Self-leadership in this space is about scheduling time for those activities that bring you joy. Tuning in to what sets you up to have a great day might include taking the dog for a walk in the park, going for a run, spending time in nature, listening to music, getting creative or doing a meditation practice.

Social factors

The super-power of mental wellbeing lies in our ability to forge strong positive relationships with others. As social beings we have as Brene Brown reminds us an innate desire to belong, to feel part of a tribe. It creates a feeling of safety and as the world’s longest running longitudinal study the Harvard Study of Adult Development has revealed is what enables us to have a long and happy life. As the current director Dr. Robert Waldinger the current director shared, what makes the biggest difference to how well we age and how happy we are isn’t our cholesterol level when we are aged 50, it is the quality and strength of our closest relationships.

In addition, other research has shown it is about the number of social interactions we have on a given day with people we know and strangers. This is why during the pandemic we struggled so much during periods of enforced lock down and restricted social interactions. While Zoom and Microsoft Team meetings at least provide the opportunity for eye gaze, important for staying connected and associated with oxytocin release, there’s nothing that beats face-to-face interactions.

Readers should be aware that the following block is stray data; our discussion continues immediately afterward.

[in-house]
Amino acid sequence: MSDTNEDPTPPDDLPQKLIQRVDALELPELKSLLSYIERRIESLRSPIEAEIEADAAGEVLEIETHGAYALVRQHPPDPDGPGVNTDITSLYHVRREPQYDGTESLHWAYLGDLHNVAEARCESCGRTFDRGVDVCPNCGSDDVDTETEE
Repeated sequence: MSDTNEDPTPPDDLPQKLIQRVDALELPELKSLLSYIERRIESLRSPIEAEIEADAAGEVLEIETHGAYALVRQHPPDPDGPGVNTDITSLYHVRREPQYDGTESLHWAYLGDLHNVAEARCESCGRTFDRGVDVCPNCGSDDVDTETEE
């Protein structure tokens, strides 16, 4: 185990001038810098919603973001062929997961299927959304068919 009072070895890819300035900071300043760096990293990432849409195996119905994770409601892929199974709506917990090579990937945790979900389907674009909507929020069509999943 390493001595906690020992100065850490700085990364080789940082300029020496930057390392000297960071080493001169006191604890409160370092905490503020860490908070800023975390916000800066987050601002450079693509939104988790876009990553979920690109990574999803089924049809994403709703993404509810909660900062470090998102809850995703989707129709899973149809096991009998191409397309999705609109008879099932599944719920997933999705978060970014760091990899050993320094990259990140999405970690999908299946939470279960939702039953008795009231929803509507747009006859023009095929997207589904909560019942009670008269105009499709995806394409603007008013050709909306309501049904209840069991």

In the workplace, while unrealistic to expect to be best friends with everyone, knowing how to get along with others, how to reduce the impact the social pain of being snubbed or overlooked and how to nurture a culture of psychological safety matters. It’s been shown in the health system how feeling cared about and caring about others has been shown to reduce recovery time, while an empathetic doctor is likely to be rated more highly by their patients.

While in every workplace, higher psychological safety drives engagement, discretionary effort and effective teamwork and importantly serves to keep us mentally healthy.


Mental wellbeing in the workplace is not a one-size-fits-all formula. It can be easily integrated into any health and wellbeing program, is inexpensive and effective.

The question we need to be asking is can we afford NOT to ensure mental wellbeing is included in all workplace health and wellbeing programs?

This article has been written for the Australasian Society of Lifestyle Medicine (ASLM) by the documented original author. The views and opinions expressed in this article are solely those of the original author and do not necessarily represent the views and opinions of the ASLM or its Board.